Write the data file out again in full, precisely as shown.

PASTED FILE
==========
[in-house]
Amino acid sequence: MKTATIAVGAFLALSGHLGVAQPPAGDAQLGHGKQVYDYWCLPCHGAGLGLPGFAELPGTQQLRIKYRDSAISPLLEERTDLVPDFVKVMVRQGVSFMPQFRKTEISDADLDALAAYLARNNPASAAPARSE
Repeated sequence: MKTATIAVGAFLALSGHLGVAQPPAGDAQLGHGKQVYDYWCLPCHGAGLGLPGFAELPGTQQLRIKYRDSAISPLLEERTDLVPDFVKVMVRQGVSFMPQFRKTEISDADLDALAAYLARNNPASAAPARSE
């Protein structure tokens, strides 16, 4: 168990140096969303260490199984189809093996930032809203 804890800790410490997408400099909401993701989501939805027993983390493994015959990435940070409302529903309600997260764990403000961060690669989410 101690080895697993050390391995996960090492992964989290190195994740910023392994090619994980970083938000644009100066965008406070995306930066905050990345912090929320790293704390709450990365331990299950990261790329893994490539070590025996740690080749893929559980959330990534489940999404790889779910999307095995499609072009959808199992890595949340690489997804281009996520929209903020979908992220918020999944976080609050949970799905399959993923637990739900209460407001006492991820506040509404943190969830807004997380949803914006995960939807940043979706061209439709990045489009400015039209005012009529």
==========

[in-house]
Amino acid sequence: MKTATIAVGAFLALSGHLGVAQPPAGDAQLGHGKQVYDYWCLPCHGAGLGLPGFAELPGTQQLRIKYRDSAISPLLEERTDLVPDFVKVMVRQGVSFMPQFRKTEISDADLDALAAYLARNNPASAAPARSE
Repeated sequence: MKTATIAVGAFLALSGHLGVAQPPAGDAQLGHGKQVYDYWCLPCHGAGLGLPGFAELPGTQQLRIKYRDSAISPLLEERTDLVPDFVKVMVRQGVSFMPQFRKTEISDADLDALAAYLARNNPASAAPARSE
């Protein structure tokens, strides 16, 4: 168990140096969303260490199984189809093996930032809203 804890800790410490997408400099909401993701989501939805027993983390493994015959990435940070409302529903309600997260764990403000961060690669989410 101690080895697993050390391995996960090492992964989290190195994740910023392994090619994980970083938000644009100066965008406070995306930066905050990345912090929320790293704390709450990365331990299950990261790329893994490539070590025996740690080749893929559980959330990534489940999404790889779910999307095995499609072009959808199992890595949340690489997804281009996520929209903020979908992220918020999944976080609050949970799905399959993923637990739900209460407001006492991820506040509404943190969830807004997380949803914006995960939807940043979706061209439709990045489009400015039209005012009529």